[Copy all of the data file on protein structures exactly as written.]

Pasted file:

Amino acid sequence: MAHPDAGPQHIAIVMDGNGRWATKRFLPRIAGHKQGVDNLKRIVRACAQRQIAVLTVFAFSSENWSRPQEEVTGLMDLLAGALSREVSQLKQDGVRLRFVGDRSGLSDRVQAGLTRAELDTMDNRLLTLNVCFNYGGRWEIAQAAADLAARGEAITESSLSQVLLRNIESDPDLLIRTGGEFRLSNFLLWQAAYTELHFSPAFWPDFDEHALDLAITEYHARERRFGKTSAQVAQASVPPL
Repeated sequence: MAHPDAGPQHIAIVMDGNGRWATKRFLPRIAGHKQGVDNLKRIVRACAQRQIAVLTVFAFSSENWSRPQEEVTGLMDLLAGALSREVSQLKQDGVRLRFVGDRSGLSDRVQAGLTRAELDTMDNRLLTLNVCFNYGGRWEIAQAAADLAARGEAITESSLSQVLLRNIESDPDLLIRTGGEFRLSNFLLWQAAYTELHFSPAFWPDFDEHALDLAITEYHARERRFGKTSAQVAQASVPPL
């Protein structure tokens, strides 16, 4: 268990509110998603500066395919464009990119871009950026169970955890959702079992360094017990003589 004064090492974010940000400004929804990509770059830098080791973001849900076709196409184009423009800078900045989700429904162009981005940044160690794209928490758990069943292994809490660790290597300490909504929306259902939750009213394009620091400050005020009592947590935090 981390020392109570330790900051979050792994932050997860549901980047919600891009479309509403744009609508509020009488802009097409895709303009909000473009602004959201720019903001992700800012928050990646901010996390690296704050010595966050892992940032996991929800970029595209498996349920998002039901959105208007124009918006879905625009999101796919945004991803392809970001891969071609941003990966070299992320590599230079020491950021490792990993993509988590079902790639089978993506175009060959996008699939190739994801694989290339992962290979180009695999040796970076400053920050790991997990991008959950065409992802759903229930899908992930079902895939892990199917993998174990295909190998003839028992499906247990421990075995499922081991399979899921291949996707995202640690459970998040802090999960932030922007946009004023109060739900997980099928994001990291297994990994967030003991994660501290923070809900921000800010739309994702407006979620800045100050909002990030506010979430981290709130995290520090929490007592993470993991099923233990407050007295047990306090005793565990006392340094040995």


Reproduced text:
Amino acid sequence: MAHPDAGPQHIAIVMDGNGRWATKRFLPRIAGHKQGVDNLKRIVRACAQRQIAVLTVFAFSSENWSRPQEEVTGLMDLLAGALSREVSQLKQDGVRLRFVGDRSGLSDRVQAGLTRAELDTMDNRLLTLNVCFNYGGRWEIAQAAADLAARGEAITESSLSQVLLRNIESDPDLLIRTGGEFRLSNFLLWQAAYTELHFSPAFWPDFDEHALDLAITEYHARERRFGKTSAQVAQASVPPL
Repeated sequence: MAHPDAGPQHIAIVMDGNGRWATKRFLPRIAGHKQGVDNLKRIVRACAQRQIAVLTVFAFSSENWSRPQEEVTGLMDLLAGALSREVSQLKQDGVRLRFVGDRSGLSDRVQAGLTRAELDTMDNRLLTLNVCFNYGGRWEIAQAAADLAARGEAITESSLSQVLLRNIESDPDLLIRTGGEFRLSNFLLWQAAYTELHFSPAFWPDFDEHALDLAITEYHARERRFGKTSAQVAQASVPPL
């Protein structure tokens, strides 16, 4: 268990509110998603500066395919464009990119871009950026169970955890959702079992360094017990003589 004064090492974010940000400004929804990509770059830098080791973001849900076709196409184009423009800078900045989700429904162009981005940044160690794209928490758990069943292994809490660790290597300490909504929306259902939750009213394009620091400050005020009592947590935090 981390020392109570330790900051979050792994932050997860549901980047919600891009479309509403744009609508509020009488802009097409895709303009909000473009602004959201720019903001992700800012928050990646901010996390690296704050010595966050892992940032996991929800970029595209498996349920998002039901959105208007124009918006879905625009999101796919945004991803392809970001891969071609941003990966070299992320590599230079020491950021490792990993993509988590079902790639089978993506175009060959996008699939190739994801694989290339992962290979180009695999040796970076400053920050790991997990991008959950065409992802759903229930899908992930079902895939892990199917993998174990295909190998003839028992499906247990421990075995499922081991399979899921291949996707995202640690459970998040802090999960932030922007946009004023109060739900997980099928994001990291297994990994967030003991994660501290923070809900921000800010739309994702407006979620800045100050909002990030506010979430981290709130995290520090929490007592993470993991099923233990407050007295047990306090005793565990006392340094040995």